Government still not recording joint enterprise cases

Matt Ford
Tuesday, 13 July 2021

Ten years ago the House of Commons Justice Select Committee set up an inquiry into the common law doctrine of joint enterprise after concerns were raised about its operation in the courts.

Joint enterprise is a legal tool which allows for multiple individuals to be prosecuted and convicted for the same crime, without taking into account their differing roles or even whether they were present at the scene.

The report of the inquiry, published in 2012, recommended, amongst other things, ‘that data on the number of joint enterprise cases, and the number of appeals, be collated’. 

In the follow up report, published in 2014, they further recommended:

...that the Ministry of Justice, in co-operation with the Crown Prosecution Service and Her Majesty's Courts and Tribunals Service as necessary, establish a system which records homicide cases brought under the joint enterprise doctrine.

In early 2020, the Centre made a freedom of information request to the Ministry of Justice asking if they were recording the information as recommended by the Justice Committee. They said that currently they only record how many defendants are prosecuted and convicted for each offence, not whether a prosecution relied on joint enterprise.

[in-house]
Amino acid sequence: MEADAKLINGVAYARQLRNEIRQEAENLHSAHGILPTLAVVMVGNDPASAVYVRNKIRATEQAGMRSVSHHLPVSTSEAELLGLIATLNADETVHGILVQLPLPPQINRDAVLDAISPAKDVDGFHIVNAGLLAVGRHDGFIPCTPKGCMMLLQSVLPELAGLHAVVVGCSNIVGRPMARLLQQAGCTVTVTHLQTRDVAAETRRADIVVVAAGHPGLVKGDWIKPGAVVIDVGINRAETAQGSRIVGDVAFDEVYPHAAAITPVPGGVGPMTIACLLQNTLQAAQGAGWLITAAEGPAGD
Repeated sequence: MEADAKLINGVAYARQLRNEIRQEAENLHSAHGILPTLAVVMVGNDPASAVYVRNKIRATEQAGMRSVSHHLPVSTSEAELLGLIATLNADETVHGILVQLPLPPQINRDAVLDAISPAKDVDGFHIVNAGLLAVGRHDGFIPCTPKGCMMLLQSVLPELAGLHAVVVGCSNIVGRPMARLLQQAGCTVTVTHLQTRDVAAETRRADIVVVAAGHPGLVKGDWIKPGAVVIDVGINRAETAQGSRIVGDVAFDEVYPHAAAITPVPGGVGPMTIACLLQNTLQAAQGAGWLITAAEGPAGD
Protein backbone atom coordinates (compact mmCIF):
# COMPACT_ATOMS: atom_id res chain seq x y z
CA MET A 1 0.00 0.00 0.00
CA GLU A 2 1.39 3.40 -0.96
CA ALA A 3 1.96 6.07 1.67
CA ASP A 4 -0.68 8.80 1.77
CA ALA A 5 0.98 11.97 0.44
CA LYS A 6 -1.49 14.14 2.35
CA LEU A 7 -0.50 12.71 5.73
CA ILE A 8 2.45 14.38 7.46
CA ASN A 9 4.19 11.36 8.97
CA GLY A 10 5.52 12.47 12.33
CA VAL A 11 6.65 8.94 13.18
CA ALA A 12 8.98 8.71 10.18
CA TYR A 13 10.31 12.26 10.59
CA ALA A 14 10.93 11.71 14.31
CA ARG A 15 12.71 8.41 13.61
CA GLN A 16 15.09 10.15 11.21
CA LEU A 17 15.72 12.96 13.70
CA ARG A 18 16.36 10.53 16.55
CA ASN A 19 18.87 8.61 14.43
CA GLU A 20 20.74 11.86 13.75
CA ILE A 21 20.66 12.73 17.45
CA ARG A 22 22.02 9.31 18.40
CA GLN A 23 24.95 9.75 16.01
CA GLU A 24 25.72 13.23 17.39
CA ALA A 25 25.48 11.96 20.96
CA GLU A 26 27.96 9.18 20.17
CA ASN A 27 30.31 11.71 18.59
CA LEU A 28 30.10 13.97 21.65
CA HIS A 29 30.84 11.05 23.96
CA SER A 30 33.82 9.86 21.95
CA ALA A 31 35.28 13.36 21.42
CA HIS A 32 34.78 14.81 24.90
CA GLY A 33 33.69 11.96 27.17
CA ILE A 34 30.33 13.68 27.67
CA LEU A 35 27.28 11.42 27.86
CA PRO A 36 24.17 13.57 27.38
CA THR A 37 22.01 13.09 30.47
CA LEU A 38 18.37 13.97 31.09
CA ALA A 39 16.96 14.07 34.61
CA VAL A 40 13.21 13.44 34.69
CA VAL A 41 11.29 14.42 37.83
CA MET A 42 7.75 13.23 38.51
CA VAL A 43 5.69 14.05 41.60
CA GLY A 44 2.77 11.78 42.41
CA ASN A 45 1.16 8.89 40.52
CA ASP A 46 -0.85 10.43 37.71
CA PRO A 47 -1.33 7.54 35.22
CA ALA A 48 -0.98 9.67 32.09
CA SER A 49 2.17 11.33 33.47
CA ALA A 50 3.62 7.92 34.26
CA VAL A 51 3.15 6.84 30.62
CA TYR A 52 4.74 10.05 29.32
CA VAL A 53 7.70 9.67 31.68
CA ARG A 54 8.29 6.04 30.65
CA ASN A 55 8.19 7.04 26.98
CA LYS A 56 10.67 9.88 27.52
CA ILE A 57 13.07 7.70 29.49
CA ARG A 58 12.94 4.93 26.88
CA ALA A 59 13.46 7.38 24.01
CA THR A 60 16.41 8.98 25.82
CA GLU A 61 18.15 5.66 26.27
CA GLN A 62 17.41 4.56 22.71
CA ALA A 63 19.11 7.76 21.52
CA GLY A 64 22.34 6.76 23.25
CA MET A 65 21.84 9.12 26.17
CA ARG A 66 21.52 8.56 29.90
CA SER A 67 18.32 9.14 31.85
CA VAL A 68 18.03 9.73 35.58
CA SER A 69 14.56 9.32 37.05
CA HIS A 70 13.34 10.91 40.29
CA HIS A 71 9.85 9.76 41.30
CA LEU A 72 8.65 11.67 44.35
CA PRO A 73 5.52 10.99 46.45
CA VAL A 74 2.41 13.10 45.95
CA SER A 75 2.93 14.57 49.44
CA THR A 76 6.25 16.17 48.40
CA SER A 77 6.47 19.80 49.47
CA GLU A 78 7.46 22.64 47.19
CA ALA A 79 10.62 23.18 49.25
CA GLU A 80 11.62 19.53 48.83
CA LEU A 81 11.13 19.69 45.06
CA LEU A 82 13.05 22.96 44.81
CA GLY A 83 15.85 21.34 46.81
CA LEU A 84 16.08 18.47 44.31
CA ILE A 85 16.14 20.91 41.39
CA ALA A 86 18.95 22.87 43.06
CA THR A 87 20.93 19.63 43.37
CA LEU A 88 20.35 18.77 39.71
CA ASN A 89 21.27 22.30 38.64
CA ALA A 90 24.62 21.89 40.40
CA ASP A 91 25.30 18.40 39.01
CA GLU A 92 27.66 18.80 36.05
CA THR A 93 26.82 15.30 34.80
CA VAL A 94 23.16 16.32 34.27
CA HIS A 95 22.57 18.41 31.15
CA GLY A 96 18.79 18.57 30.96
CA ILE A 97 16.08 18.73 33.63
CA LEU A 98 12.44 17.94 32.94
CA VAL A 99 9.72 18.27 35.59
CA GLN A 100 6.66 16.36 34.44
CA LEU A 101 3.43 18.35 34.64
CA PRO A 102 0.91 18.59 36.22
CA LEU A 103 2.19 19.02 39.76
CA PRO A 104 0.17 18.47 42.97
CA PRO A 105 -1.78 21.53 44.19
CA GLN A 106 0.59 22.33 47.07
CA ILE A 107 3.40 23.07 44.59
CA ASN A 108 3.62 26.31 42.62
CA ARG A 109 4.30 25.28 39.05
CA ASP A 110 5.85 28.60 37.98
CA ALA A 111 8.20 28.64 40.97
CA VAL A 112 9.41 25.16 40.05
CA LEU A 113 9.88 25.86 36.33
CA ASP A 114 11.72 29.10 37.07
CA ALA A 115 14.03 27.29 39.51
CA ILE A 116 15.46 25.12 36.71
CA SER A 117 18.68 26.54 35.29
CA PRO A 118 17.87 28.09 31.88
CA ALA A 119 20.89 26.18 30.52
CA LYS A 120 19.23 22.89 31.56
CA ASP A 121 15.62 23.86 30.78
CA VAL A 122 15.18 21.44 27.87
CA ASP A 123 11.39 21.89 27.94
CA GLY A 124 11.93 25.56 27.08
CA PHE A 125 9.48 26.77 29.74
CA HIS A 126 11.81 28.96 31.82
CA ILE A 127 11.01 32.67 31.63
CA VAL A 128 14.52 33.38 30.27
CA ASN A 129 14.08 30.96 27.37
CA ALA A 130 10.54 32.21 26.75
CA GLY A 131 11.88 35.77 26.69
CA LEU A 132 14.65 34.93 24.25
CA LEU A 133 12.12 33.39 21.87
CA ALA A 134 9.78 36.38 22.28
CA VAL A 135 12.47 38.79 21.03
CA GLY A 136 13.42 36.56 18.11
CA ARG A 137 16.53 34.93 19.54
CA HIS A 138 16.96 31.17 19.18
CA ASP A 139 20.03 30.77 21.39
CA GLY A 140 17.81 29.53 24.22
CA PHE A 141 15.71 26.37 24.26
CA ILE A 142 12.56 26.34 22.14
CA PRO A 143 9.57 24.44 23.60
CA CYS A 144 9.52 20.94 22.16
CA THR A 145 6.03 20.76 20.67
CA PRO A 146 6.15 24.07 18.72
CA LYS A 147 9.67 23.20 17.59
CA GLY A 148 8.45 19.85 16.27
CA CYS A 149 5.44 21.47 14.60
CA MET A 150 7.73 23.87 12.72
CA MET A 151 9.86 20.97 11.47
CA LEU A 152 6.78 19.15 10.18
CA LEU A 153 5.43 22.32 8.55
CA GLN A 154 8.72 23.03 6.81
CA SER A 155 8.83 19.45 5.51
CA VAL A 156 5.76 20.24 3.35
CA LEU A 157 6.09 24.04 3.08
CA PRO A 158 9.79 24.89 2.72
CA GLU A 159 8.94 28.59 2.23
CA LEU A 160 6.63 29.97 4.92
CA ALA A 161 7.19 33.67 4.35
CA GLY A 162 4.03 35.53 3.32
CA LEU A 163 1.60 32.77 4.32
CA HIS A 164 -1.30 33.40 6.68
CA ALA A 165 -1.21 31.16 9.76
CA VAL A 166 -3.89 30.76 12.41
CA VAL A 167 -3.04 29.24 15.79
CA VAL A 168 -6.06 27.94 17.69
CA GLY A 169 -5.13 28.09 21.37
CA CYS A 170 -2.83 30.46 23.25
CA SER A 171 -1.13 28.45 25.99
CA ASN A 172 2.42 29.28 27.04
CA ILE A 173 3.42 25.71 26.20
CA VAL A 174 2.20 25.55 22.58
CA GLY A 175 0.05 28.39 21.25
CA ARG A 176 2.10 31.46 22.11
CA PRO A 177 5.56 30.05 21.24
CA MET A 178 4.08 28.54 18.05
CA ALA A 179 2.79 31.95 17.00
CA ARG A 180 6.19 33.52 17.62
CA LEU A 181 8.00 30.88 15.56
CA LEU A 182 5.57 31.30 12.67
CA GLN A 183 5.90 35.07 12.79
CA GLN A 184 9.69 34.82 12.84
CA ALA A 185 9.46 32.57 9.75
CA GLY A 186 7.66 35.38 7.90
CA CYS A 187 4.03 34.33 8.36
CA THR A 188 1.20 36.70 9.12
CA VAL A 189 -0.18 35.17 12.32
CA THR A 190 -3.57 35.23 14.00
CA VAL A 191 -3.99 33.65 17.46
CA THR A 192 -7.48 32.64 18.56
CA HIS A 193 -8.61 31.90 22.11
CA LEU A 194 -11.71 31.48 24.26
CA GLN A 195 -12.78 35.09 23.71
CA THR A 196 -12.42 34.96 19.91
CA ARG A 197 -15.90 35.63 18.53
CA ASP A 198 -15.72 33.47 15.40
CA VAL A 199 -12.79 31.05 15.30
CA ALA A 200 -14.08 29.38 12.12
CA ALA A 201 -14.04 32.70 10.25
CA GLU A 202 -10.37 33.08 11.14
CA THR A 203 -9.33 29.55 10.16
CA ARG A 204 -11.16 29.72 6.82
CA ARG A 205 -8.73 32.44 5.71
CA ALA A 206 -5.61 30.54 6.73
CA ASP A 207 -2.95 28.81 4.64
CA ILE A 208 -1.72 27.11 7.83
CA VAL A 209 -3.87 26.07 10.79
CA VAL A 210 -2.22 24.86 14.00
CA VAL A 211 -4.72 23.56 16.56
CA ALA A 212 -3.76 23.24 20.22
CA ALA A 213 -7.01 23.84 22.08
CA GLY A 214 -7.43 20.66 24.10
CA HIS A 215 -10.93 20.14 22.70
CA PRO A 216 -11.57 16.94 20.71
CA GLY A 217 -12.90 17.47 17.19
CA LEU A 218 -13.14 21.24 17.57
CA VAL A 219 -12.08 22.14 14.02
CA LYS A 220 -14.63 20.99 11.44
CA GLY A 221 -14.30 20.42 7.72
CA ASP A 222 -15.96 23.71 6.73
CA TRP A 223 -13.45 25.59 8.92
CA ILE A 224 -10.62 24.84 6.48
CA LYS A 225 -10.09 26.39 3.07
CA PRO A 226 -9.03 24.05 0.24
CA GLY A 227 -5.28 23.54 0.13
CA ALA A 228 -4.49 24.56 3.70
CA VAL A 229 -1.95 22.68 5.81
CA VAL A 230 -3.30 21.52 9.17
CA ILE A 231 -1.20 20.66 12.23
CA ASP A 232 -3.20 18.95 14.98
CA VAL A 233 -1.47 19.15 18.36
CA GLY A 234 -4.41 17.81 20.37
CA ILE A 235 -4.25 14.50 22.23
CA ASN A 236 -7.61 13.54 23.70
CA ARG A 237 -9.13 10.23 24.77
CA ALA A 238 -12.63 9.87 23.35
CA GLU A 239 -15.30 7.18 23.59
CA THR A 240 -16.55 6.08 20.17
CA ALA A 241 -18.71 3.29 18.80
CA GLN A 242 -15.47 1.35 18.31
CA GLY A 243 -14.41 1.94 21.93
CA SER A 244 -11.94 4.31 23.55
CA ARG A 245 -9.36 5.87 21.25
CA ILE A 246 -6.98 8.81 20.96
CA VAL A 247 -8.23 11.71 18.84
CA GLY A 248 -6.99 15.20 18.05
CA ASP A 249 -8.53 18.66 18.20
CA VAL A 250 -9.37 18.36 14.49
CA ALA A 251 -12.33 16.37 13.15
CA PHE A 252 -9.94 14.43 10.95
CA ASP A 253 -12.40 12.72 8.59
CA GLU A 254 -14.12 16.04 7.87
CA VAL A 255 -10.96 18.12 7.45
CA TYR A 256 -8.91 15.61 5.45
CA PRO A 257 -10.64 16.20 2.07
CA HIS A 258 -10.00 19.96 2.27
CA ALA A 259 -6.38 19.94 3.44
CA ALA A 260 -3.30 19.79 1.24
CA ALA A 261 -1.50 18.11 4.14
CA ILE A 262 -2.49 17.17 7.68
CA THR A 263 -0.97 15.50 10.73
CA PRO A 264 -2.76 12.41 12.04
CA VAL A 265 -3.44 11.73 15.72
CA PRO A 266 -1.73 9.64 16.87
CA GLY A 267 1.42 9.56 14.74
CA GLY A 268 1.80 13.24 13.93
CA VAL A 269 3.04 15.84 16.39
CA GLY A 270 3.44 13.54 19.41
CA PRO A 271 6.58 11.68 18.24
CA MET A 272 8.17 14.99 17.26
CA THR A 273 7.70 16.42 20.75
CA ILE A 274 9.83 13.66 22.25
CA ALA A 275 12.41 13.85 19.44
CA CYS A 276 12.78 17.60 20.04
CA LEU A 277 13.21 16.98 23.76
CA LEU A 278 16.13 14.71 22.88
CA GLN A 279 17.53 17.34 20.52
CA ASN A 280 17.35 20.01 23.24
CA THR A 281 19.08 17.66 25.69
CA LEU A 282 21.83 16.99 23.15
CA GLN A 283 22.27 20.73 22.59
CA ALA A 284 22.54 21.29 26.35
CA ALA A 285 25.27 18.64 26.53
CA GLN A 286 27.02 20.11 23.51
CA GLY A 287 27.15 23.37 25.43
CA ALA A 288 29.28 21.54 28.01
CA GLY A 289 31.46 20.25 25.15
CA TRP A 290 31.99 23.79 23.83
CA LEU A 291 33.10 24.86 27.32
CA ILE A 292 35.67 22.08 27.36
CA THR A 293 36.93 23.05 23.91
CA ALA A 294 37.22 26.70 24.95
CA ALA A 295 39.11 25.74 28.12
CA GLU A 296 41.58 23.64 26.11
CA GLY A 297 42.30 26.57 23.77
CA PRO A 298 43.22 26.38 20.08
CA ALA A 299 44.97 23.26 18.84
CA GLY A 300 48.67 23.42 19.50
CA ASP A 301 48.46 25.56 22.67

They went on to say that they were considering whether to start recording this information on their new case management system, pilots of which were rolled out towards the end of 2020.  

Subsequent follow up emails sent by the Centre reveal that this was not taken up, the pilots of the common platform do not record whether a prosecution relies on joint enterprise. They confirmed the Crown Prosecution Service and Her Majesty's Courts and Tribunals Service similarly do not record this information.   

It is particularly concerning at this stage because it makes it difficult to assess what impact the 2016 Supreme Court ruling that particular aspects of the doctrine had been misinterpreted for 30 years has had on the number of prosecutions relying on joint enterprise.  

In our new project, where we're working with JENGbA, we're seeking to get approximate data on the number of joint enterprise prosecutions for a number of key offences, to, amongst other things, explore the impacts of the 2016 ruling.

We are currently developing freedom of information requests to get this data and will publish it in due course. 

You can view the freedom of information responses from the Ministry of Justice in full by opening the attachments above.